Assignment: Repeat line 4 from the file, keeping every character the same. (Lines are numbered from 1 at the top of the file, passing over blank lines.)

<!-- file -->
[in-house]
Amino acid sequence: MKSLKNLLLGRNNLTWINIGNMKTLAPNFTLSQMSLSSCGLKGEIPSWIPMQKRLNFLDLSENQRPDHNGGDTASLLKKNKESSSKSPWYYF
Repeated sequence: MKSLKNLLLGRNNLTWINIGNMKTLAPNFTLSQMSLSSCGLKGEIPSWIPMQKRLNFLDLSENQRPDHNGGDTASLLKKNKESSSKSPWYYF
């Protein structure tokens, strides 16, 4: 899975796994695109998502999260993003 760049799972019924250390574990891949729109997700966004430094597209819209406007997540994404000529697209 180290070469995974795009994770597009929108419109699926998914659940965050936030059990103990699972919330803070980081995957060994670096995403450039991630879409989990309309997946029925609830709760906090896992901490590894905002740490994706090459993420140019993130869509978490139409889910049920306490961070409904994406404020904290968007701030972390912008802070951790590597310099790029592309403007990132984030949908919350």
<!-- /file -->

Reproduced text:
């Protein structure tokens, strides 16, 4: 899975796994695109998502999260993003 760049799972019924250390574990891949729109997700966004430094597209819209406007997540994404000529697209 180290070469995974795009994770597009929108419109699926998914659940965050936030059990103990699972919330803070980081995957060994670096995403450039991630879409989990309309997946029925609830709760906090896992901490590894905002740490994706090459993420140019993130869509978490139409889910049920306490961070409904994406404020904290968007701030972390912008802070951790590597310099790029592309403007990132984030949908919350």